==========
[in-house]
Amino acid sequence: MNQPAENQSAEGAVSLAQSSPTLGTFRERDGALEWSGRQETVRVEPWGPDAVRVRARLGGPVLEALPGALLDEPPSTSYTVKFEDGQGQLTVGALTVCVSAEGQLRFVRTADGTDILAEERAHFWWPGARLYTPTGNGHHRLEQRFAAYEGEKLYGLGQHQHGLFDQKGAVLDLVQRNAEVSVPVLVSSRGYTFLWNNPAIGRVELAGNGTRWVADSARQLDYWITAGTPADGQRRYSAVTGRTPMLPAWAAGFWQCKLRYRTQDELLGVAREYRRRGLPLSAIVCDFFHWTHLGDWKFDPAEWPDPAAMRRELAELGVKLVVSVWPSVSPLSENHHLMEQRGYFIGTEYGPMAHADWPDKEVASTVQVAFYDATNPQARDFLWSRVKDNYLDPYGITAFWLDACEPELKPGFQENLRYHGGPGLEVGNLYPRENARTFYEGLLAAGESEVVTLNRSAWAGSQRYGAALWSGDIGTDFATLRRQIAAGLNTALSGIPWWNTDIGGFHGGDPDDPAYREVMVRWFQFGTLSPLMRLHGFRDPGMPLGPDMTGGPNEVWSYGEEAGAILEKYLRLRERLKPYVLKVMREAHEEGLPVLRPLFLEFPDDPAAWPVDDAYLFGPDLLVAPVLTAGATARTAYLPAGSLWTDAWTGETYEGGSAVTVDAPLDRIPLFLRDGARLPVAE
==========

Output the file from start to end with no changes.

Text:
[in-house]
Amino acid sequence: MNQPAENQSAEGAVSLAQSSPTLGTFRERDGALEWSGRQETVRVEPWGPDAVRVRARLGGPVLEALPGALLDEPPSTSYTVKFEDGQGQLTVGALTVCVSAEGQLRFVRTADGTDILAEERAHFWWPGARLYTPTGNGHHRLEQRFAAYEGEKLYGLGQHQHGLFDQKGAVLDLVQRNAEVSVPVLVSSRGYTFLWNNPAIGRVELAGNGTRWVADSARQLDYWITAGTPADGQRRYSAVTGRTPMLPAWAAGFWQCKLRYRTQDELLGVAREYRRRGLPLSAIVCDFFHWTHLGDWKFDPAEWPDPAAMRRELAELGVKLVVSVWPSVSPLSENHHLMEQRGYFIGTEYGPMAHADWPDKEVASTVQVAFYDATNPQARDFLWSRVKDNYLDPYGITAFWLDACEPELKPGFQENLRYHGGPGLEVGNLYPRENARTFYEGLLAAGESEVVTLNRSAWAGSQRYGAALWSGDIGTDFATLRRQIAAGLNTALSGIPWWNTDIGGFHGGDPDDPAYREVMVRWFQFGTLSPLMRLHGFRDPGMPLGPDMTGGPNEVWSYGEEAGAILEKYLRLRERLKPYVLKVMREAHEEGLPVLRPLFLEFPDDPAAWPVDDAYLFGPDLLVAPVLTAGATARTAYLPAGSLWTDAWTGETYEGGSAVTVDAPLDRIPLFLRDGARLPVAE